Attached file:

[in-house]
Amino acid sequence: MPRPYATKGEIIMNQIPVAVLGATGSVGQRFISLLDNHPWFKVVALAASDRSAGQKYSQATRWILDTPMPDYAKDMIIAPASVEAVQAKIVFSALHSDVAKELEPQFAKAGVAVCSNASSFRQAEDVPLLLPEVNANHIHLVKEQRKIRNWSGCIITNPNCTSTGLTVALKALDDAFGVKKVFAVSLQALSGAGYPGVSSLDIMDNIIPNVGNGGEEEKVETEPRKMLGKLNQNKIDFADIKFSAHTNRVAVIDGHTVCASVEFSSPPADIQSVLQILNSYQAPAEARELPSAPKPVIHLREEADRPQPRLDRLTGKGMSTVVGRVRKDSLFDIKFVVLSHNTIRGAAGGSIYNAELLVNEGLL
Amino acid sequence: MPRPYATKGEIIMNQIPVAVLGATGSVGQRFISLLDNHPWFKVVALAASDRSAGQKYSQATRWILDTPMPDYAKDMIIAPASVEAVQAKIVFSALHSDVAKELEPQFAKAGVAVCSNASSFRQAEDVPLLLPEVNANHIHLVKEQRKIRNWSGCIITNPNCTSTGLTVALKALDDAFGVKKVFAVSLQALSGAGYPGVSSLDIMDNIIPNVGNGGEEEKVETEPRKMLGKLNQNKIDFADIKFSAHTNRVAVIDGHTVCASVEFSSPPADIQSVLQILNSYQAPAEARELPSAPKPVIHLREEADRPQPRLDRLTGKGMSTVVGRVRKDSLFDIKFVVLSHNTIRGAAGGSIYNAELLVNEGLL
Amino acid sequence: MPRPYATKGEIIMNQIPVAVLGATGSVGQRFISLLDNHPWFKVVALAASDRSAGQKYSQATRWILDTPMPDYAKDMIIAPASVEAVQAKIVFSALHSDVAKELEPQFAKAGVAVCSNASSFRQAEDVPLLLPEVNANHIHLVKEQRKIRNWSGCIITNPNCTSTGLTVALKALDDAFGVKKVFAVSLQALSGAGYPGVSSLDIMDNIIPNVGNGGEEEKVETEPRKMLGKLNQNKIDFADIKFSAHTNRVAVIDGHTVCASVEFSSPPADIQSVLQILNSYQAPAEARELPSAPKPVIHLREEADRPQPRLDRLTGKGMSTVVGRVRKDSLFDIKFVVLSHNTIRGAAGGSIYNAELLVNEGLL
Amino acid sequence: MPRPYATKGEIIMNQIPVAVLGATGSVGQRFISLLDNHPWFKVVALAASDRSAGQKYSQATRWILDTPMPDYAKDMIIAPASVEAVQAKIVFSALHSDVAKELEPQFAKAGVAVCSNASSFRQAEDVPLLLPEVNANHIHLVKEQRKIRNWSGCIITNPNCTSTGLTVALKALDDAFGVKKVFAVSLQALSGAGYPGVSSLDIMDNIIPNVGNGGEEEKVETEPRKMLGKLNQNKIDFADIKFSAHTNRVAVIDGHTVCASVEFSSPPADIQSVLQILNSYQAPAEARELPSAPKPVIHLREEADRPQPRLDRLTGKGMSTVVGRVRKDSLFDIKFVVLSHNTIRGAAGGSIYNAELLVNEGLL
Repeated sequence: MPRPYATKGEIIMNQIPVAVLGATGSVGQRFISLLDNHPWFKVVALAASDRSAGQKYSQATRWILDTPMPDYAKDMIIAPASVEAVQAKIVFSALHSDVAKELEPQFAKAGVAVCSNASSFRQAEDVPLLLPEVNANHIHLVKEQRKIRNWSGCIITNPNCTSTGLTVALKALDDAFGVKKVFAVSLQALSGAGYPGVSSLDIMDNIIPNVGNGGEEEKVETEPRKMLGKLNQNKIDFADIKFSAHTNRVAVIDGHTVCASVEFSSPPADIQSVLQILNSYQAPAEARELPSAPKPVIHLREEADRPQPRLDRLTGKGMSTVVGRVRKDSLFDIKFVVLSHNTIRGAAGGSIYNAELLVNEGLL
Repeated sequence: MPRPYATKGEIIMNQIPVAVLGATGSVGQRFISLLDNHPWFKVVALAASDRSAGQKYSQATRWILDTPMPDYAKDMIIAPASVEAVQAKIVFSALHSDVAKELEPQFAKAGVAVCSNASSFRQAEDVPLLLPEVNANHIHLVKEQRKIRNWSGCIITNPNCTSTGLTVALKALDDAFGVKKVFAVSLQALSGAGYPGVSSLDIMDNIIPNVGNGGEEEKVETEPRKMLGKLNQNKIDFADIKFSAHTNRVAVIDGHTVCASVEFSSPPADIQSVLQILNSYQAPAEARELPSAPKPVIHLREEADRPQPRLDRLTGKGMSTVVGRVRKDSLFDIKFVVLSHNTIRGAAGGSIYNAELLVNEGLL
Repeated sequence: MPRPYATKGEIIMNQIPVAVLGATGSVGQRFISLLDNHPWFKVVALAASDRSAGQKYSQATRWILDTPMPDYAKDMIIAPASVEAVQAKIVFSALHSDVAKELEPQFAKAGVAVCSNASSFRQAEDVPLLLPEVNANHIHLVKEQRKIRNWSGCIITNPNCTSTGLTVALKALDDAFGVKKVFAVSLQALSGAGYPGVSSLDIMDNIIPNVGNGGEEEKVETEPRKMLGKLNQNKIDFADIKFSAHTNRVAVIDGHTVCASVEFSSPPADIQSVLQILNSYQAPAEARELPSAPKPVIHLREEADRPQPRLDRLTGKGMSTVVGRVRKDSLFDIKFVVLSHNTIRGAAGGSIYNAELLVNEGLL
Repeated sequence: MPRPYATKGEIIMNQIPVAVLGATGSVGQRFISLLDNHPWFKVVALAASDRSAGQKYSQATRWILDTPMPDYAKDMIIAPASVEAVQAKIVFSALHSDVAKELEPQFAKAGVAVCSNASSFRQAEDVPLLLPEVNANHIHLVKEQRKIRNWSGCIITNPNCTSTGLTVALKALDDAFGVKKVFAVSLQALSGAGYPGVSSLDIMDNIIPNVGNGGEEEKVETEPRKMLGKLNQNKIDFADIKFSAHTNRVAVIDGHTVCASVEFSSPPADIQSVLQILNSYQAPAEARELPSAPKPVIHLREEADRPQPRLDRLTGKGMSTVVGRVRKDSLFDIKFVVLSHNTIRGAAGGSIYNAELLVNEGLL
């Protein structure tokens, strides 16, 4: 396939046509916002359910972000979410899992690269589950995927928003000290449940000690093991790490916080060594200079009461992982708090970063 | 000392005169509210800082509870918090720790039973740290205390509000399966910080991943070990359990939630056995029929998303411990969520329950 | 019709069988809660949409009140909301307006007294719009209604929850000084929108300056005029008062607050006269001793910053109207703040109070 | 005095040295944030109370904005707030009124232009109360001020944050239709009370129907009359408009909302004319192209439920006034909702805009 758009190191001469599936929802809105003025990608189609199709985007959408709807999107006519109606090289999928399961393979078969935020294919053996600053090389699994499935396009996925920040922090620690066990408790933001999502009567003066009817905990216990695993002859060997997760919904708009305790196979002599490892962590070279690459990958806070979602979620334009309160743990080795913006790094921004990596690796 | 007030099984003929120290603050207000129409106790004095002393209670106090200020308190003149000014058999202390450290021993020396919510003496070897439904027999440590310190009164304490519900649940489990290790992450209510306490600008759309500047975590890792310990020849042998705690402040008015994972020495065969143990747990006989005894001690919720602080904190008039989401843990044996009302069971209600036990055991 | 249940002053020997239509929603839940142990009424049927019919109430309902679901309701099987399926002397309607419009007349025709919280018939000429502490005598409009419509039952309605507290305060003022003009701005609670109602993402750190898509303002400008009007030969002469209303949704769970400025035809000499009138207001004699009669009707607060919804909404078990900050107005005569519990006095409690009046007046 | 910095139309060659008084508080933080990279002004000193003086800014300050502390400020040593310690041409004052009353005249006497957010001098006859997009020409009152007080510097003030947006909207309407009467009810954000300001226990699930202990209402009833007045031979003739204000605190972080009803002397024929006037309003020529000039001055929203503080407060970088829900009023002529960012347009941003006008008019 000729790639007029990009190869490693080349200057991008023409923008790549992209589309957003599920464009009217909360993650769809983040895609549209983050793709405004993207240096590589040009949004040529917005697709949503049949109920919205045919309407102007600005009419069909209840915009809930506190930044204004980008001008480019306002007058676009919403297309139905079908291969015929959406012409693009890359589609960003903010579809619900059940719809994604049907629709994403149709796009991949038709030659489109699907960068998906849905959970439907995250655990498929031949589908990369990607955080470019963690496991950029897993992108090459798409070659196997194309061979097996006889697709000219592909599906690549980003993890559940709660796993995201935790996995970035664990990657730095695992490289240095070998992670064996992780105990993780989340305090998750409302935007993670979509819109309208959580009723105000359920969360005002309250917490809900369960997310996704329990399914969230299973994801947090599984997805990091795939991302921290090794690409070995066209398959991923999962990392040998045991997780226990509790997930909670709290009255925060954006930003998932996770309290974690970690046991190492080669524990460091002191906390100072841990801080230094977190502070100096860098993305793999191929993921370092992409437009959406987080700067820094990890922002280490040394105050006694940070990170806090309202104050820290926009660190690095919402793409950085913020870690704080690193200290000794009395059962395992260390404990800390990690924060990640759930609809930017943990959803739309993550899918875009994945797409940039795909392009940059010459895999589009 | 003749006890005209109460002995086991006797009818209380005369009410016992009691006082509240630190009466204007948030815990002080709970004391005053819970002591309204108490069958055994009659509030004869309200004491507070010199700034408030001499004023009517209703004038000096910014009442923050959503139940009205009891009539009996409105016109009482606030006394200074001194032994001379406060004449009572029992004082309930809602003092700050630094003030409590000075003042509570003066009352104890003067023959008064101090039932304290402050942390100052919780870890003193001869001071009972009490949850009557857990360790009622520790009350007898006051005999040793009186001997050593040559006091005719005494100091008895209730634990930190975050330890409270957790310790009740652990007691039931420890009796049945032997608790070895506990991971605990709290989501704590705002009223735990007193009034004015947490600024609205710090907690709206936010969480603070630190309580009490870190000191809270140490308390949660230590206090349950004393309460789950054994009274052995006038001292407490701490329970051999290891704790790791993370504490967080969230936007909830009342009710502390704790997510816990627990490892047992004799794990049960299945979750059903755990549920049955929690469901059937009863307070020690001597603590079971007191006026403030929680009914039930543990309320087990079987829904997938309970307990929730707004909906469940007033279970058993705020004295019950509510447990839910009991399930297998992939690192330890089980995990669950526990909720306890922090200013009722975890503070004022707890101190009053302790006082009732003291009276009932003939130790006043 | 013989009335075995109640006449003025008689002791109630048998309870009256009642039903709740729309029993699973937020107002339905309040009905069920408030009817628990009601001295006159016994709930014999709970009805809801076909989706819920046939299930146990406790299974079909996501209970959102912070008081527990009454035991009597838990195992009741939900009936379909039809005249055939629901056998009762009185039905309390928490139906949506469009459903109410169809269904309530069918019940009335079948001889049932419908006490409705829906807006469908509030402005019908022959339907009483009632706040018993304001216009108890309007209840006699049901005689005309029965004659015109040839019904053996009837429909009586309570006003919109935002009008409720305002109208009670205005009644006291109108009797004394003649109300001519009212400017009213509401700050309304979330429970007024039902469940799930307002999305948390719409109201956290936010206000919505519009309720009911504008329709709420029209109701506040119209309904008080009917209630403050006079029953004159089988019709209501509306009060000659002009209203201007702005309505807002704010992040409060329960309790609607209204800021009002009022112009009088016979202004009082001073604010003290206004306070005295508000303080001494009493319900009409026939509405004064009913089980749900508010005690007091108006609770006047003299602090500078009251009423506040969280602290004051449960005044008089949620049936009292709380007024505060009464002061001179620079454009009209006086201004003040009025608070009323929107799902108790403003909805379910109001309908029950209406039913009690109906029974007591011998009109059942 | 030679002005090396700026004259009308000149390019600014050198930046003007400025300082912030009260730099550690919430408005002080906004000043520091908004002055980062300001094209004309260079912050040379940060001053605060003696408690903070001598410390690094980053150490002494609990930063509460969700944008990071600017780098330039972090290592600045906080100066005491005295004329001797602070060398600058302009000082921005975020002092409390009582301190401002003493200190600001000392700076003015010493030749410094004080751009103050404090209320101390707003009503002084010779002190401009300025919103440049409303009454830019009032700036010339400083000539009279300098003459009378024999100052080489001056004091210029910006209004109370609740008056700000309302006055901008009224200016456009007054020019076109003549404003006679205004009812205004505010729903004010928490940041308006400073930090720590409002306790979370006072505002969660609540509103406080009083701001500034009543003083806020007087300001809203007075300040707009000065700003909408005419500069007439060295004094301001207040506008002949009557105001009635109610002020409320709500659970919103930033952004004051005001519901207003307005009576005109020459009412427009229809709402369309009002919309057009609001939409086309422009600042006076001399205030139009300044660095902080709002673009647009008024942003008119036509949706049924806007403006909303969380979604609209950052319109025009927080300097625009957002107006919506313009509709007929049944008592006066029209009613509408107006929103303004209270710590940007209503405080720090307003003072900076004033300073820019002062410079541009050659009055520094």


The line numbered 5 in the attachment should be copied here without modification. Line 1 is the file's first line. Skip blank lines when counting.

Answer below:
Amino acid sequence: MPRPYATKGEIIMNQIPVAVLGATGSVGQRFISLLDNHPWFKVVALAASDRSAGQKYSQATRWILDTPMPDYAKDMIIAPASVEAVQAKIVFSALHSDVAKELEPQFAKAGVAVCSNASSFRQAEDVPLLLPEVNANHIHLVKEQRKIRNWSGCIITNPNCTSTGLTVALKALDDAFGVKKVFAVSLQALSGAGYPGVSSLDIMDNIIPNVGNGGEEEKVETEPRKMLGKLNQNKIDFADIKFSAHTNRVAVIDGHTVCASVEFSSPPADIQSVLQILNSYQAPAEARELPSAPKPVIHLREEADRPQPRLDRLTGKGMSTVVGRVRKDSLFDIKFVVLSHNTIRGAAGGSIYNAELLVNEGLL